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Doak's Work at Rawls Course Exceeds Expectations
Editor's Note: This is the fifth in a series on the golf courses of the Big 12 Conference. In previous features, Cybergolf's Steve Habel has profiled the Traditions Club, home to the golf teams of Texas A&M University; the Jimmy Austin OU Golf Club; The University of Texas Golf Club; and Twin Rivers Golf Club, home of Baylor University's golf teams.
Aerial View of The Rawls Course
The city of Lubbock - hard at the base of the Texas Panhandle at a meeting of cotton fields, arid scrubbrush and miles of flat farmland - seems an unlikely place for one of the finest courses in golf course architect Tom Doak's burgeoning, impressive portfolio.
But here on the South Plains, on a 268-acre piece of ground surrounded by highways and so close to the Texas Tech campus you can see the university's football stadium in the very near-distance, Doak has fashioned a challenging track that is amazing and satisfying, especially considering its setting.
A minimalist by reputation, Doak and his team from Renaissance Golf stepped out of that role for this design, moving 1.3 million yards of topsoil to sculpt a course described by the architect as "probably the most complicated we've done to date."
No. 4 at The Rawls Course
Creating an entire landscape from scratch, they shaped the earth to mimic the land east and south of Lubbock, where the great plains suddenly start falling into the valleys and canyons that lead to the Caprock region.
The result is a 7,349-yard, par-72 track and a feat of engineering that fully exemplifies Doak's philosophies on design and strategy, most notably the unusually wide fairways and boldly contoured greens - all done on a former cotton field that previously had a mere 18 inches of elevation change.
The course makes you reconsider golf in the Lone Star State. Doak routed contoured fairways around craggy bunkers draped in brown sand, heaped piles of soil here and there to create the illusion of dunes, and molded aggressively tilted bentgrass greens with something akin to Augusta on his mind.
The final effect is an oasis at the edge of campus, secluded from the surrounding developed areas. While the original topography made no suggestions for what kind of golf holes Renaissance Golf would create, the strong prevailing winds had a lot to do with the final design. The varying zephyrs mean that the length of tee shots vary from day to day to ensure the course plays differently from one moment to the next.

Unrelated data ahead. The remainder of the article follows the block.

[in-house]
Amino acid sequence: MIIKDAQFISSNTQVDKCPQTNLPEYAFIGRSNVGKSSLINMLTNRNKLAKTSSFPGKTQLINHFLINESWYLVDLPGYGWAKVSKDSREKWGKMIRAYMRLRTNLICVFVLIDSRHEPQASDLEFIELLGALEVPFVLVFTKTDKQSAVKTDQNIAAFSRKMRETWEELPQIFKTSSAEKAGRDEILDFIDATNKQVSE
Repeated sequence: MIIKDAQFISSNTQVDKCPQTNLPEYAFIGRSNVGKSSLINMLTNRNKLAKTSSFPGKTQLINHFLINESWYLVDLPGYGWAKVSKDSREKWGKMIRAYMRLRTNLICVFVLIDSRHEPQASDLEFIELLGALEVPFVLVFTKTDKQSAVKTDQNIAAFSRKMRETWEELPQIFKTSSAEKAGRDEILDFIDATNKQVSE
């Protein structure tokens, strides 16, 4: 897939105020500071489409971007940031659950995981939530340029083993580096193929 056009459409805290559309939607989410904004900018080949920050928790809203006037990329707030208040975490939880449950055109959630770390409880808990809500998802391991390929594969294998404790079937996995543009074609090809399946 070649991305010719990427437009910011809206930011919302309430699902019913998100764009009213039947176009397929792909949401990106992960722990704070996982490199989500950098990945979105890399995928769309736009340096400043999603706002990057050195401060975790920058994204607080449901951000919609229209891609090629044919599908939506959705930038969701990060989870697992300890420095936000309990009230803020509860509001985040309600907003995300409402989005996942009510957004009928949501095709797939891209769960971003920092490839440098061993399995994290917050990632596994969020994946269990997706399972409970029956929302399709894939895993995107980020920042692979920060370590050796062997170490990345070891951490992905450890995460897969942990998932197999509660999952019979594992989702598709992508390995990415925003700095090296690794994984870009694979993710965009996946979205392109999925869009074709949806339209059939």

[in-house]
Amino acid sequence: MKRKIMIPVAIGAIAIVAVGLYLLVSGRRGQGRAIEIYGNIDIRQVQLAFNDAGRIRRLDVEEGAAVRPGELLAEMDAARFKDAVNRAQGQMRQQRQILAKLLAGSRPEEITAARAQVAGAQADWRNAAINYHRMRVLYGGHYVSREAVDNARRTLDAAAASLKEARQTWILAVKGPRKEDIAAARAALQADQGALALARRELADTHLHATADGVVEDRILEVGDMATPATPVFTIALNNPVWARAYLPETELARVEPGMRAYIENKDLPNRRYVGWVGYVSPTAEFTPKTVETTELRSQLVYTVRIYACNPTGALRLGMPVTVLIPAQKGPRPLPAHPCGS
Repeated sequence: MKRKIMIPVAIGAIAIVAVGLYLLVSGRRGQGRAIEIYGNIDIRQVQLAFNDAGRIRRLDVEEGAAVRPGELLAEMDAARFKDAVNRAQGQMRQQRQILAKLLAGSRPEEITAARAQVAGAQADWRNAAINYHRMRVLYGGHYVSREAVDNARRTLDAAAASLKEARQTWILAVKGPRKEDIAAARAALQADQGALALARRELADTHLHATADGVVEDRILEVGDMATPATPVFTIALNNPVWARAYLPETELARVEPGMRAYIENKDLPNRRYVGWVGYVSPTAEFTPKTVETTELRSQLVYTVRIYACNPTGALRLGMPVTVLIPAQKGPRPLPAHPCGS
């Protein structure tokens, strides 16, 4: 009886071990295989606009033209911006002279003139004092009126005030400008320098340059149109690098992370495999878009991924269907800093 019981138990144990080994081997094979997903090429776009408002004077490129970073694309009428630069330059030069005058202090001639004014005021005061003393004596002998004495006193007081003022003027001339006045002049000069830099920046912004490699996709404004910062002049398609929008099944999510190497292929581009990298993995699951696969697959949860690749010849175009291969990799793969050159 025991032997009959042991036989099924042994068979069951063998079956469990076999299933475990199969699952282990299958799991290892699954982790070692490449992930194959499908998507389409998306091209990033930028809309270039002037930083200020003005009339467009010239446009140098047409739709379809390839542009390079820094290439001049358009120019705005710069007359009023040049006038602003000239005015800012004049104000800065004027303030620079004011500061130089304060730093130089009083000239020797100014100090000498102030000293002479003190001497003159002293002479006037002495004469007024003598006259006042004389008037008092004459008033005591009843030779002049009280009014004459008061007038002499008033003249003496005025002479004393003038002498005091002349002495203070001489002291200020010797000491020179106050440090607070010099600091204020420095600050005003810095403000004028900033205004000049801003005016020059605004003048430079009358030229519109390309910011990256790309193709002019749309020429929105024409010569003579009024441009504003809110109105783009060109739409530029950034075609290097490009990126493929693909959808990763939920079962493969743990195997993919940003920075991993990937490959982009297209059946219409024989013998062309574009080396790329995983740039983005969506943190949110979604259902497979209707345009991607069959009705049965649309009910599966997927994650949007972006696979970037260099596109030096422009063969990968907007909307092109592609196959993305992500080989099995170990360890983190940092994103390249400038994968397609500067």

Fairway bunkers jut prominently into the line of play, forcing players to judge whether they can make the carry in the wind conditions at the time. Wide routes provide the chance to drive to one side and use a quartering wind to help stop a shot instead of side-swiping it away. Downwind approaches will likely run quite far, so players must place tee shots around hazards in the front of the greens instead of having to carry them.
Built for Texas Tech University, the Rawls Course rests at an elevation of 3,200 feet. The track now sports up to 30 feet of up-and-down terrain, as a series of berms - some as wide as 15 feet - surround the entire venue. The grasses are irrigated by one of the most sophisticated systems ever devised; 2,500 sprinkler heads deliver up to 4,500 gallons of water a minute as determined by a computer.
Rawls Course Can be a Brute but It's Fair
The Rawls's fairways cater to big boomers off the tee, and the exceptional Tif-sport Bermuda turf allows the ball to roll considerable distances. Broad-shouldered fairways and big greens provide many options for novices, but low-handicappers who want to reach the green in regulation may have a tough go as approach shots can be problematic.
Most greens are fortified with small, finger-like bunkers that are very deep and feature fringes mowed to fairway height, so approaches coming in hot won't hold the green. Although the fairways leave plenty of room for error, only a portion of each hole provides the right angle for a shot at the flag, and on many holes the best option is a bump-and-run.
Short-game and putting strategies comprise half of Doak's concept for the Rawls Course. Many golfers will probably be need a third shot to the green on most of the long, par-4s, and with that strategy, Doak planned for interesting shots around the green. Relatively small bunkers guard oversized, multi-tiered greens which dramatically rise and fall. Finesse is the order of the day around these demanding targets.
There are 96 sand bunkers in all at the Rawls, and these deep, nasty hazards are very much in play. The fairway trap on No. 8 is the deepest, some 21 feet below the surface, making it quite likely the most cavernous in all of Texas. The huge fairway bunker on No. 7 will also test your nerves and prowess off the tee.